Book Review: Tim Flannery’s Sunlight and Seaweed is the beginning of a new way of helping our planet

  • Lyn Harder
  • August 15, 2017
  • Comments Off on Book Review: Tim Flannery’s Sunlight and Seaweed is the beginning of a new way of helping our planet

Tim Flannery, is a leading writer on climate change, a scientist and an explorer. His current book, Sunlight and Seaweed, explores the possibilities on how to feed, power and clean up the world.

Whilst it’s no book for dummies, it is a rather accomplished achievement put together, cleverly researched and bounded in a not-too-thick book (163 pages plus end notes) for us to ponder and hopefully not only give us food for thought, but to actually help our beautiful planet, Earth.

The first page has reviews that tell me the book is an easy read and how an important book it is, well that may be true but when I looked into these people who wrote the reviews, they are ecologists, moral philosophers and scholars, so people who know a bit about this stuff before they turn the pages. For me, some of it was a little hard to imagine and yeah, maybe I had to read ideas a few times, but overall it’s a great read on a range of compelling new technologies and approaches that address some of the biggest challenges we face.

Flannery states that the population won’t be able to sustain our future here on earth unless we ship shape the way we use fossil fuels (how about not at all), to pollution, farming agriculture, use of batteries and using one free source, the sun, to our advantage. Each chapter flows into the next. Read about how we can learn about agriculture from lead cutter ants and termites and how about we ‘Calm the Farm’ and not eat as much meat as the future cannot sustain meat production as land is disappearing at an alarming rate.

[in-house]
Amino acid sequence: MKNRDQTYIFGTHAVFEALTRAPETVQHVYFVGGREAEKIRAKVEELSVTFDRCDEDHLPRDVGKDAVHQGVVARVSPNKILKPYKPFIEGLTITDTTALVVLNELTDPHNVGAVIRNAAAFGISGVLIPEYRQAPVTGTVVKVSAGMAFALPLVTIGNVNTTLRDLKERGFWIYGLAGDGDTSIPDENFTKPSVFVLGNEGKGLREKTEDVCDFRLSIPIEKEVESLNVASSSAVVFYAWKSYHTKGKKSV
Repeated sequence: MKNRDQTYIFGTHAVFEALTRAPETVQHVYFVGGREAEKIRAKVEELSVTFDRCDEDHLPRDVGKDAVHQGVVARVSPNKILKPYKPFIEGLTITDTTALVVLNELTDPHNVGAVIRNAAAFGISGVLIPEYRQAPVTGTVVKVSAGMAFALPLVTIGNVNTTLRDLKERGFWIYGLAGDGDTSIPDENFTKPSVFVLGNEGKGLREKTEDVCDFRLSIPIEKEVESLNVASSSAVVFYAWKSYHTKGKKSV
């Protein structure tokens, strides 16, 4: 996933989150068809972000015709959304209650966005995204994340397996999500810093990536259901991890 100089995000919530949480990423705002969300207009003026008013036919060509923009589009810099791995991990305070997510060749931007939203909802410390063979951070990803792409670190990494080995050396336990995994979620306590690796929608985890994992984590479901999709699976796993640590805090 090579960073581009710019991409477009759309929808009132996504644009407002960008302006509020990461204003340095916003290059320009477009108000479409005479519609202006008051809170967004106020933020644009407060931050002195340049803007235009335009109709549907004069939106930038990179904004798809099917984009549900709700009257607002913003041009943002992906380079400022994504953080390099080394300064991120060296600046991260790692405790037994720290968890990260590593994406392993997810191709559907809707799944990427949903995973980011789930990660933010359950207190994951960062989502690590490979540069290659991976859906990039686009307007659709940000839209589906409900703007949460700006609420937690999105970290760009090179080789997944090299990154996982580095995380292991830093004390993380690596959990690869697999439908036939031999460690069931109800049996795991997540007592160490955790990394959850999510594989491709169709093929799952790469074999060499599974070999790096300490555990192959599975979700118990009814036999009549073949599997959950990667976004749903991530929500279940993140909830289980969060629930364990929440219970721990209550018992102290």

The new normal is scary, we live in a time where species are becoming extinct daily, where the long term impact on the oceans biodiversity is taking a hit. Flannery explores ideas about removing fossil fuel and using solar instead, using the sun to produce heat and in turn store this energy for when the sun goes down, seems logical doesn’t it? We already have taken this on board to a small degree but now it’s time to get sun serious

Flannery talks about Kelp farming which can reduce the carbon dioxide levels in the atmosphere, a creative and extremely valuable direction. Instead of pouring money into plebiscites, that money could fund kelp farming, at least give it the dollar injection it’ll need.

Like I mentioned, some explanations require a second read at times but you don’t need a degree to be able to understand everything. Sunlight and Seaweed is the beginning of a new way of helping the planet we live on.

Sunlight and Seaweed is out now through The Text Publishing Company
RRP $19.99




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